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Antitrust probe opened into Amazon over ’anti-competitive practices’

File picture: Reuters/Abhishek N. Chinnappa

File picture: Reuters/Abhishek N. Chinnappa

Published May 18, 2021


Berlin - Germany's competition authority has opened an inquiry into online retail giant Amazon over potential "anti-competitive practices", using a new law giving regulators more power to rein in big tech companies.

On Tuesday, Federal Cartel Office head Andreas Mundt said his office was examining whether Amazon had "an almost unchallengeable position of economic power" and whether it "operates across various markets".

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If so, it would be deemed of "paramount significance", said Mundt, adding that the regulator could "take early action against and prohibit possible anti-competitive practices by Amazon".

"This could apply to Amazon with its online marketplaces and many other, above all digital offers," he added.

Under the amendment to Germany's competition law passed in January, the watchdog said it had more power to "intervene earlier and more effectively" against big tech companies, rather than simply punishing them for abuses of their dominant market position.

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The German reform coincided with new EU draft legislation unveiled in December aimed at curbing the power of the internet behemoths that could shake up the way Silicon Valley can operate in the 27-nation bloc.

The push to tighten legislation comes as big tech companies are facing increasing scrutiny across the globe, including in the US, where Google and Facebook are facing antitrust suits.

The Amazon probe is only the second time that Germany's Federal Cartel Office has made use of its new powers, after first employing them to widen the scope of an investigation into Facebook over its integration of virtual reality headsets.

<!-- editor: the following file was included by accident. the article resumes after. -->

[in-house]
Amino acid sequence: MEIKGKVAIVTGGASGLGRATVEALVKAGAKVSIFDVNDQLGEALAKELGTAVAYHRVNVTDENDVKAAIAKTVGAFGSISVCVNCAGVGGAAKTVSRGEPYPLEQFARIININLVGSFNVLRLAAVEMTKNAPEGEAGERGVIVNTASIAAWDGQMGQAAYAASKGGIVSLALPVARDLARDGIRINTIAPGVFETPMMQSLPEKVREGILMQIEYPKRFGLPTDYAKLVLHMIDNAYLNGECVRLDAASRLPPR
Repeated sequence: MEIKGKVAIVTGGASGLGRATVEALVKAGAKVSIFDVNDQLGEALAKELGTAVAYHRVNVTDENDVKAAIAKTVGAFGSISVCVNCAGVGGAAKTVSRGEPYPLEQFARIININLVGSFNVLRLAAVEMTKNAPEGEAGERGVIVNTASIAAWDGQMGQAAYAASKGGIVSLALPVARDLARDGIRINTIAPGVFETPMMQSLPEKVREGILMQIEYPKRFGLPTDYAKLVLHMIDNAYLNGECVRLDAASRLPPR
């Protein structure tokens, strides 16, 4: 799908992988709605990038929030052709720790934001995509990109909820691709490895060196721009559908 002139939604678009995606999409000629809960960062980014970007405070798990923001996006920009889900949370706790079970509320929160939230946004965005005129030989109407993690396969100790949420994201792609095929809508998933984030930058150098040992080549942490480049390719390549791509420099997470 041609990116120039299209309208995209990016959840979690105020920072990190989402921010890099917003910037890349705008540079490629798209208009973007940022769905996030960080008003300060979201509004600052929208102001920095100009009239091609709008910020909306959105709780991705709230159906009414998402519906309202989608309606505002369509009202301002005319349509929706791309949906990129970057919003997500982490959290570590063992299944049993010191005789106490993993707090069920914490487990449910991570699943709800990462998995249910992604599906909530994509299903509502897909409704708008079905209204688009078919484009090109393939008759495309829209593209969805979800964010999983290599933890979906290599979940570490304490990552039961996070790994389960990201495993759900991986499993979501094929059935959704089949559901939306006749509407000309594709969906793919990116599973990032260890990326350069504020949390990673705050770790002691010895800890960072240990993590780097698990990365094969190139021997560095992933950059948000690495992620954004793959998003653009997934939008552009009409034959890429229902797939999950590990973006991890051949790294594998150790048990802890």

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The watchdog has two traditional abuse control proceedings open against Amazon.

One involves the company's use of algorithms to influence the pricing of third-party sellers on Amazon Marketplace, while another is probing the extent to which Amazon and major producers such as Apple exclude third parties from selling brand products.

In South Africa, the Competition Commission has started its Online Intermediation Platforms Market Inquiry.

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According to the commission, online intermediation platforms include e-commerce marketplaces, online classified marketplaces, software application stores, and intermediated services such as accommodation, travel, transport and food delivery.

The commission is on a mission to investigate and create new regulations in a bid to prevent the abuse of dominance by big firms.

E-commerce retailer Takealot was pin-pointed as dominant in the South African digital market.

The inquiry will focus on market features that may hinder competition among the online markets themselves, market features that may give rise to the discriminatory or exploitative treatment of business users as well as market features that may negatively impact the participation of SMEs, and firms owned and controlled by historically disadvantaged persons.

Agence France-Presse and IOL TECH

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